Fear strikes the D&D Community. The current generation of geeks might sooner flock to games like World of Warcraft and Skyrim than delve into Dungeons & Dragons. For the second time in five years, therefore Wizards of the Coast is once again trying to capture modern audiences with a new kind of D&D, this time called D&D Next.
The first public playtest for D&D Next has been released and the first draft of this proto-game is very interesting. The developers of D&D Next have stated that this version is meant to be “modular,” meaning it’s easily tweaked for new or different rules. This departs greatly from 4th Edition whose rules tend to be inflexible with less room for interpretation. Here are some of the most notable changes to the game.
- Skills and saving throws have been replaced by ability checks, simple rolls based only on your ability scores. This frees the Dungeon Master to decide on the fly what players need to do in certain situations. Players can more freely think of ideas based on broader concepts like “Am I strong?” instead of “Can I climb?”
- Most numbers, like ability checks and attack rolls, remain fairly static even when gaining levels. Still, only the first three levels are available to playtest, so we can’t know for sure.
- They have reintroduced gaining a random number of Hit Points each time your character goes up in level, and they let you add your constitution modifier instead of a hit die roll. This helps to counteract some annoying randomness you may encounter when rolling low HP. I still prefer predetermined amounts of Hit Points gained each level.
- The amount of damage your character can take before dying has changed to a value that falls between the brutal classic rules and the far too forgiving 4th Edition rules. If anything, it leans towards classic brutality.
- There’s a new, brilliantly simple idea for buffs & debuffs. In some situations, like sneaking up on an unaware foe, you gain an advantage (buff). In other situations, like firing your bow blindly at an ogre obscured by smoke, you suffer a disadvantage (debuff). Either way, you roll two d20s (20-sided dice). If you have an advantage, you pick the higher of the two rolls. If you have a disadvantage, you must take the lower of the two.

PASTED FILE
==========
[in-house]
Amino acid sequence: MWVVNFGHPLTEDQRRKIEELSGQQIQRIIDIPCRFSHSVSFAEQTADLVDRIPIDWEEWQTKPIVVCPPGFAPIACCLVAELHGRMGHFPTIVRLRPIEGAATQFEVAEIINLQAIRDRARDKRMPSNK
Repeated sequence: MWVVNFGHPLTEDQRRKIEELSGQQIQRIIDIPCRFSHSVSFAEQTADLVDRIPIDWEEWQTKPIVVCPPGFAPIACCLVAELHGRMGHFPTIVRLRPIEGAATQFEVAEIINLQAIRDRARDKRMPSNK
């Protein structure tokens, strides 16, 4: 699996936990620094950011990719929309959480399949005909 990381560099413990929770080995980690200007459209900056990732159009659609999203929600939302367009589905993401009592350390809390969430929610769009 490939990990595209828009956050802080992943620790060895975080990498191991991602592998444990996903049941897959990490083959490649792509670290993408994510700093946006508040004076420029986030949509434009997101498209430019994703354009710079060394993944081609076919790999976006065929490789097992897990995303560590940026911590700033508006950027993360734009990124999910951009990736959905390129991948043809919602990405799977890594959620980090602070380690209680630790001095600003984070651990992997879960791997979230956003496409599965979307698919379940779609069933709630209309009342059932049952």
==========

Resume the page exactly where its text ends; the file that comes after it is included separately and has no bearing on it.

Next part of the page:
- Spell Levels are back. While classically very D&D-esque, they are confusing, like in the original D&D when a character would have to become a 3rd-level magicuser before using a 2nd-level spell. I think the more precise 4th Edition level labels for powers worked well.
The more I think about these changes, the better they work for me. This system cuts D&D down to its bare bones to keep gameplay interesting and new yet more faithful to D&D core than the past two editions. If the developers keep their word on D&D Next being modular, with plenty of variant rules to appear included in supplemental books like Unearthed Arcana, then this really could be the best D&D yet.
Overall, this stuff reads much better in explaining how to keep the game loose, way more than I’ve ever seen it for 3rd or 4th Edition. It’s positively wonderful and should be the absolute core basis for D&D Next. There’s something that feels old school about this stuff, but simpler somehow. It makes me feel nostalgia for 2nd Edition D&D without actually wanting to play it.
What changes would you like to see developers make or avoid making in D&D Next?
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